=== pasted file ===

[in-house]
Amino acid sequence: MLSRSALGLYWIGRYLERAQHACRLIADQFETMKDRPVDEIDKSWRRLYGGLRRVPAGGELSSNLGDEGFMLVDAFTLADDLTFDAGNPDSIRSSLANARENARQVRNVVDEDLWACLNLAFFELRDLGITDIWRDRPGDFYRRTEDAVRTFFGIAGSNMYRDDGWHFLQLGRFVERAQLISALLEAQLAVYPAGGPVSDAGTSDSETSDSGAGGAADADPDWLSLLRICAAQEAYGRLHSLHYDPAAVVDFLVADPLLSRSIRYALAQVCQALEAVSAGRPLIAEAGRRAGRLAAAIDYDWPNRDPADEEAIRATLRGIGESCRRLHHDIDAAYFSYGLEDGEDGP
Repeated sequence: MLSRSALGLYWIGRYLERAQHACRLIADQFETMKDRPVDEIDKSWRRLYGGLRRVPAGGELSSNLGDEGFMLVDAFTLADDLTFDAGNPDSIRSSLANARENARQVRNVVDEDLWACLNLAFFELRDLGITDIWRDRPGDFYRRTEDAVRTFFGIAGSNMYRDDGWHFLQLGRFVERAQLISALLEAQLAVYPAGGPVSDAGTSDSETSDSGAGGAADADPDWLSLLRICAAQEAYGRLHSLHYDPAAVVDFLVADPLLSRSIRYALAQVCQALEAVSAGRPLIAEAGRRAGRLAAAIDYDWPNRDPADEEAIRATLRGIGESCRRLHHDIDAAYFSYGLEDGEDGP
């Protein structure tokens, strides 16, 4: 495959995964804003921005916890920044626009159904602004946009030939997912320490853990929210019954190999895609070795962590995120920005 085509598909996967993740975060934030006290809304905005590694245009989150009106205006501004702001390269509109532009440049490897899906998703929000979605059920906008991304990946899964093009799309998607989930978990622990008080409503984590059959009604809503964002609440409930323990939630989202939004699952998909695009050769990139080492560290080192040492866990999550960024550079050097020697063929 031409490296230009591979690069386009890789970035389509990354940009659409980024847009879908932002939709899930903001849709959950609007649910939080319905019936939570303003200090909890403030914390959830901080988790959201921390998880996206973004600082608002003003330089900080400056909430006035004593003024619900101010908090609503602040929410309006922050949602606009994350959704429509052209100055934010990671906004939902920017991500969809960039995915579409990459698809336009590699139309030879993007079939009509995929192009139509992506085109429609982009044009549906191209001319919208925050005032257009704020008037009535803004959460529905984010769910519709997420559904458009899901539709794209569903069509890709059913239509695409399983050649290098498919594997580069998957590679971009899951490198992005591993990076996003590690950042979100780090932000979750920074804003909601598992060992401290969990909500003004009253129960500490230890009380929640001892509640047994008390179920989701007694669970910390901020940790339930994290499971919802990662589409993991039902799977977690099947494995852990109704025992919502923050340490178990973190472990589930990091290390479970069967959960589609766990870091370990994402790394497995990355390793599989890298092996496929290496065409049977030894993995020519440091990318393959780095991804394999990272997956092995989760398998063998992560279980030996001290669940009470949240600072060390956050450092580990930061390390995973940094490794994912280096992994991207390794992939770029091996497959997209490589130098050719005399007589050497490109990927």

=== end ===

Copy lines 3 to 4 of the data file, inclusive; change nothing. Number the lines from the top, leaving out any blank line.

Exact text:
Repeated sequence: MLSRSALGLYWIGRYLERAQHACRLIADQFETMKDRPVDEIDKSWRRLYGGLRRVPAGGELSSNLGDEGFMLVDAFTLADDLTFDAGNPDSIRSSLANARENARQVRNVVDEDLWACLNLAFFELRDLGITDIWRDRPGDFYRRTEDAVRTFFGIAGSNMYRDDGWHFLQLGRFVERAQLISALLEAQLAVYPAGGPVSDAGTSDSETSDSGAGGAADADPDWLSLLRICAAQEAYGRLHSLHYDPAAVVDFLVADPLLSRSIRYALAQVCQALEAVSAGRPLIAEAGRRAGRLAAAIDYDWPNRDPADEEAIRATLRGIGESCRRLHHDIDAAYFSYGLEDGEDGP
């Protein structure tokens, strides 16, 4: 495959995964804003921005916890920044626009159904602004946009030939997912320490853990929210019954190999895609070795962590995120920005 085509598909996967993740975060934030006290809304905005590694245009989150009106205006501004702001390269509109532009440049490897899906998703929000979605059920906008991304990946899964093009799309998607989930978990622990008080409503984590059959009604809503964002609440409930323990939630989202939004699952998909695009050769990139080492560290080192040492866990999550960024550079050097020697063929 031409490296230009591979690069386009890789970035389509990354940009659409980024847009879908932002939709899930903001849709959950609007649910939080319905019936939570303003200090909890403030914390959830901080988790959201921390998880996206973004600082608002003003330089900080400056909430006035004593003024619900101010908090609503602040929410309006922050949602606009994350959704429509052209100055934010990671906004939902920017991500969809960039995915579409990459698809336009590699139309030879993007079939009509995929192009139509992506085109429609982009044009549906191209001319919208925050005032257009704020008037009535803004959460529905984010769910519709997420559904458009899901539709794209569903069509890709059913239509695409399983050649290098498919594997580069998957590679971009899951490198992005591993990076996003590690950042979100780090932000979750920074804003909601598992060992401290969990909500003004009253129960500490230890009380929640001892509640047994008390179920989701007694669970910390901020940790339930994290499971919802990662589409993991039902799977977690099947494995852990109704025992919502923050340490178990973190472990589930990091290390479970069967959960589609766990870091370990994402790394497995990355390793599989890298092996496929290496065409049977030894993995020519440091990318393959780095991804394999990272997956092995989760398998063998992560279980030996001290669940009470949240600072060390956050450092580990930061390390995973940094490794994912280096992994991207390794992939770029091996497959997209490589130098050719005399007589050497490109990927």